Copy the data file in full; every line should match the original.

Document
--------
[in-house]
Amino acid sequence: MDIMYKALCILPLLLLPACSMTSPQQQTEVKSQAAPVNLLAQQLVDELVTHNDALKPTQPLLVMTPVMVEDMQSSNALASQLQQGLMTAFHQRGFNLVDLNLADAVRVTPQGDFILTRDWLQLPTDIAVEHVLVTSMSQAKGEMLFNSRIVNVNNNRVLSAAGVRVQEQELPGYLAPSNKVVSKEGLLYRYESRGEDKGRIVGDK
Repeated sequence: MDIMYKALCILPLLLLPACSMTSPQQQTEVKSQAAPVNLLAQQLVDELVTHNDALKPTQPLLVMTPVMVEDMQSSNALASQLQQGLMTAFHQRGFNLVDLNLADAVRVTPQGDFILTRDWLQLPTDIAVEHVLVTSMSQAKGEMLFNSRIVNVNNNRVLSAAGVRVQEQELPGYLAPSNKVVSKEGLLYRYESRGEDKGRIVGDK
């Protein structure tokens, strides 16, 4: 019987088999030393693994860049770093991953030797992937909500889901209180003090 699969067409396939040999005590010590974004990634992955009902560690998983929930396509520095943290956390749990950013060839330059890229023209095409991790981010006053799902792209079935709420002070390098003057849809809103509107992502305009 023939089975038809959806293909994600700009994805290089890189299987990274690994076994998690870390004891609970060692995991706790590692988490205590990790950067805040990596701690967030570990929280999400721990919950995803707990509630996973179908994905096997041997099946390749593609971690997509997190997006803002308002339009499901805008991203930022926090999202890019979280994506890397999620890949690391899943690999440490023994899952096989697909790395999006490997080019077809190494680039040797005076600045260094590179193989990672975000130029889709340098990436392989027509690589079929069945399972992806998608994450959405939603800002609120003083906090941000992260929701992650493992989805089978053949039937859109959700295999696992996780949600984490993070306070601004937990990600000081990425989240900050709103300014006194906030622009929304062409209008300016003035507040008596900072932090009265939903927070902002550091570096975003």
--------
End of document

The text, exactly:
[in-house]
Amino acid sequence: MDIMYKALCILPLLLLPACSMTSPQQQTEVKSQAAPVNLLAQQLVDELVTHNDALKPTQPLLVMTPVMVEDMQSSNALASQLQQGLMTAFHQRGFNLVDLNLADAVRVTPQGDFILTRDWLQLPTDIAVEHVLVTSMSQAKGEMLFNSRIVNVNNNRVLSAAGVRVQEQELPGYLAPSNKVVSKEGLLYRYESRGEDKGRIVGDK
Repeated sequence: MDIMYKALCILPLLLLPACSMTSPQQQTEVKSQAAPVNLLAQQLVDELVTHNDALKPTQPLLVMTPVMVEDMQSSNALASQLQQGLMTAFHQRGFNLVDLNLADAVRVTPQGDFILTRDWLQLPTDIAVEHVLVTSMSQAKGEMLFNSRIVNVNNNRVLSAAGVRVQEQELPGYLAPSNKVVSKEGLLYRYESRGEDKGRIVGDK
């Protein structure tokens, strides 16, 4: 019987088999030393693994860049770093991953030797992937909500889901209180003090 699969067409396939040999005590010590974004990634992955009902560690998983929930396509520095943290956390749990950013060839330059890229023209095409991790981010006053799902792209079935709420002070390098003057849809809103509107992502305009 023939089975038809959806293909994600700009994805290089890189299987990274690994076994998690870390004891609970060692995991706790590692988490205590990790950067805040990596701690967030570990929280999400721990919950995803707990509630996973179908994905096997041997099946390749593609971690997509997190997006803002308002339009499901805008991203930022926090999202890019979280994506890397999620890949690391899943690999440490023994899952096989697909790395999006490997080019077809190494680039040797005076600045260094590179193989990672975000130029889709340098990436392989027509690589079929069945399972992806998608994450959405939603800002609120003083906090941000992260929701992650493992989805089978053949039937859109959700295999696992996780949600984490993070306070601004937990990600000081990425989240900050709103300014006194906030622009929304062409209008300016003035507040008596900072932090009265939903927070902002550091570096975003």